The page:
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HHMI CURRICULUM DEVELOPMENT: Curriculum development in BIO215, Microbiology

 

Inputs

Strategies

Outputs

Outcomes

Impacts

(Short Term-Learning)

(Medium Term-Action)

(Long Term-Conditions)

  • Undergraduate Students

 

  • Faculty member responsible for curriculum development (research project development, implementation and coordination):
  • Shanmuganathan

 

  • Use of the Abernathy Field Station

 

  • Lab experiences (development of questions/hypotheses based on current literature, common methodologies, data collection, analysis of data, drawing appropriate conclusions)

 

  • Data presentation experiences

 

  • Review of microbial taxonomy, diversity and soil microbial ecology

 

  • Review of research experience effectiveness through CURE pre-course and post-course surveys

 

  • HHMI funding for supplies including DNA sequencing services provided by DNA genomics facility, West Virginia University

 

  • HHMI stipend to Shanmuganathan for curriculum development

 

 

  • Develop the lab exercises (research project protocols)

 

  • Incorporate molecular biology and bioinformatics tools and techniques into microbiology lab

 

  • Coordinate and work with the Genomics facility in West Virginia University for sequencing DNA.

 

  • Promote poster presentation skills and interest in research by requiring students to present their research findings to the W &J community

 

  • Inculcate scientific writing skills by requiring students to write a full length research article

 

 

 

 

 

 

 

 

 

 

  • Number and demographics of the students who participate in this course

 

  • Student poster presentations and research papers that arise out of the lab research project

 

  • Evaluation of research project effectiveness by using course evaluations and student surveys

 

  • Number of soil bacteria isolated and identified

 

 

  • Students understand the role, diversity of soil bacteria.

 

  • Appreciate the need for and importance of interdisciplinary science

 

  • Become better scientific writers

 

  • Carry the knowledge acquired into other BIO courses and into graduate studies possibly

 

 

 

  • Students are more engaged in the lab

 

  • Students are encouraged to take up research careers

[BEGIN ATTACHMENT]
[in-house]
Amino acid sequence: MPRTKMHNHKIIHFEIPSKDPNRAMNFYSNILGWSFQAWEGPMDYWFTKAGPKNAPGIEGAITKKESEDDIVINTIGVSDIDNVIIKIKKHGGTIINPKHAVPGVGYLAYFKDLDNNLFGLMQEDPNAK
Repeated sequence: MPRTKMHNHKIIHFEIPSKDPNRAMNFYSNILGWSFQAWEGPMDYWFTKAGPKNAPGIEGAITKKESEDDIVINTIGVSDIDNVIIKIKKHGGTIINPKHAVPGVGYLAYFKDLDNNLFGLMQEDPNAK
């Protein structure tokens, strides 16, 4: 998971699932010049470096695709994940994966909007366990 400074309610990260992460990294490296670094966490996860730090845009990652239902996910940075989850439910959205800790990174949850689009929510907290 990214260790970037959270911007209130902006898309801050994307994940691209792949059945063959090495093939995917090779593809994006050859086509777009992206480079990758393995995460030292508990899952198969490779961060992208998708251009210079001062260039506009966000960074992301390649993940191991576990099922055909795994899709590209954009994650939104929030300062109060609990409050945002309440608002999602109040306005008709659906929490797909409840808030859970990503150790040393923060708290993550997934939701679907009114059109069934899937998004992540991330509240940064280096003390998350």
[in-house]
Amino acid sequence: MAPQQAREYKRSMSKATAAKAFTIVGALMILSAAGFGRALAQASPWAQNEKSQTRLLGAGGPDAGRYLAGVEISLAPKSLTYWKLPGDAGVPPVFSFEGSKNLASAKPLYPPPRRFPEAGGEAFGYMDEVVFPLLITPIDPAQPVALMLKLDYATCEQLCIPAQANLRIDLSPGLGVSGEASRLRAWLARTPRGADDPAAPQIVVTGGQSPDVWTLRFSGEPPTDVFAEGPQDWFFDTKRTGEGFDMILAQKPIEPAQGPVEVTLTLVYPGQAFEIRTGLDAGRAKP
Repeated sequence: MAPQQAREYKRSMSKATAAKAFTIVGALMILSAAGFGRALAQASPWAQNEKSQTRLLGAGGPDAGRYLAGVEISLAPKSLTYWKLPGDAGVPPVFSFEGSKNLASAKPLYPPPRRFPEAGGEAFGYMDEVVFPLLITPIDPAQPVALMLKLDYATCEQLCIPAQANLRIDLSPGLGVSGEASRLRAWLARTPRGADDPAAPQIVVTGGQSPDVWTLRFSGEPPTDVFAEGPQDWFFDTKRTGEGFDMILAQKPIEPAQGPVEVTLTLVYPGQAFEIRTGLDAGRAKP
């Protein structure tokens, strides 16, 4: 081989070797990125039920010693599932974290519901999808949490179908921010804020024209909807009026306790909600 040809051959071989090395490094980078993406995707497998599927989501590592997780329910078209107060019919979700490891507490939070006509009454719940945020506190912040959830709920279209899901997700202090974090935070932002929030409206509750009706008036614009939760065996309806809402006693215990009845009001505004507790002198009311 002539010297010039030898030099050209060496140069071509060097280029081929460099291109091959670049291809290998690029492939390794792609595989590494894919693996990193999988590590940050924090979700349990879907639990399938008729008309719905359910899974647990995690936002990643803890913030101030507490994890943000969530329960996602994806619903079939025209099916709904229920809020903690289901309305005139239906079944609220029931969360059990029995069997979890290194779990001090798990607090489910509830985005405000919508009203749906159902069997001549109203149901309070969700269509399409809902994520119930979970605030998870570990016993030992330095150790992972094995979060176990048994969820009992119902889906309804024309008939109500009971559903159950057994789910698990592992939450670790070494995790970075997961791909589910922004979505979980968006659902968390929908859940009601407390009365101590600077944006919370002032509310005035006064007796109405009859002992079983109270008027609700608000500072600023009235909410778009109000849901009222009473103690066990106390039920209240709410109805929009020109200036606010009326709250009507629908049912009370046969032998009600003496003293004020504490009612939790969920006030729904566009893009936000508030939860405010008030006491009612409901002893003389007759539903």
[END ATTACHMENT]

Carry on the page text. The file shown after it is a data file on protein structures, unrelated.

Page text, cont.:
• Explore the feasibility of using microbial ecology as a tool for LEM

 

 

  • Students are better engaged in science in general and microbiology in particular

 

  • Students are more engaged in research related activities and professions

 

  • Faculty incorporate more research projects into courses

 

  • Institutions reward faculty for better teaching and course/curriculum development activities

 

  • Institutions commit funds and other support for further course development—especially for courses that emphasize interdisciplinary work

 


HHMI CURRICULUM DEVELOPMENT: Curriculum development in BIO215, Microbiology

 

Evaluation Questions for OUTCOMES

Possible Indicators/Measures

Possible Data Collection Methods and Information Sources

Rank/Priority (include brief rationale)

  1. How effective were the curricular development activities in

a)        Teaching bacterial diversity

b)       Microbiology laboratory

c)        Scientific writing

d)       Promoting interdisciplinary thinking

 

  1. How were the items purchased using HHMI-funds used to effectively teach or train students?

 

  1. What was the effect of curriculum development changes to the faculty and department/major/other biology courses?

 

  1. What impacts may this activity have beyond the department?
  1. a) Students positive about new curriculum component

b) Students increased interest in microbiology

             c)  More students interested in research internships or research aspects of other courses

             d)More students interested in pursuing science and research after college

 

  1. (a) Course(s) continued/modified

(b) Effect on course enrollment

       (c) Effect on Biology major

       (d) Effect on other courses/majors/departments

       (e) Effect on faculty in teaching microbiology

       (f) Effect on other departments

 

3.   (a) Effect on other institutions’ courses/majors/departments

(b) Effect on science pedagogy

(c) Additional curriculum development grants and awards

 

 

  1. a) Exit Questionnaire

b) CURE surveys

c) Course/Classroom Observations

d) Course Surveys

 

  1. a) Data collection on course/curriculum changes (e.g., enrollment)

      (b) Data collection on history of course offerings in curriculum and departmental major

      (c) Assessment of teaching (course evaluation)

 

  1. a) Annual report of HHMI-funded activities and their

impact

           b) Periodic plan and review of dissemination plan

           c) Grant funding information

           d) Departmental and Institutional funding reports

  • Questions 1 & 2 are most important and can be implemented over both the long and short term through existing assessment methods (dept, institutional, and HHMI related) and methods that can be easily developed (additional course surveys, exit interviews of students).

 

  • Questions 3 and 4, while important are not easy to answer as they may require more discussion between faculty members within the department and within other departments in the institution.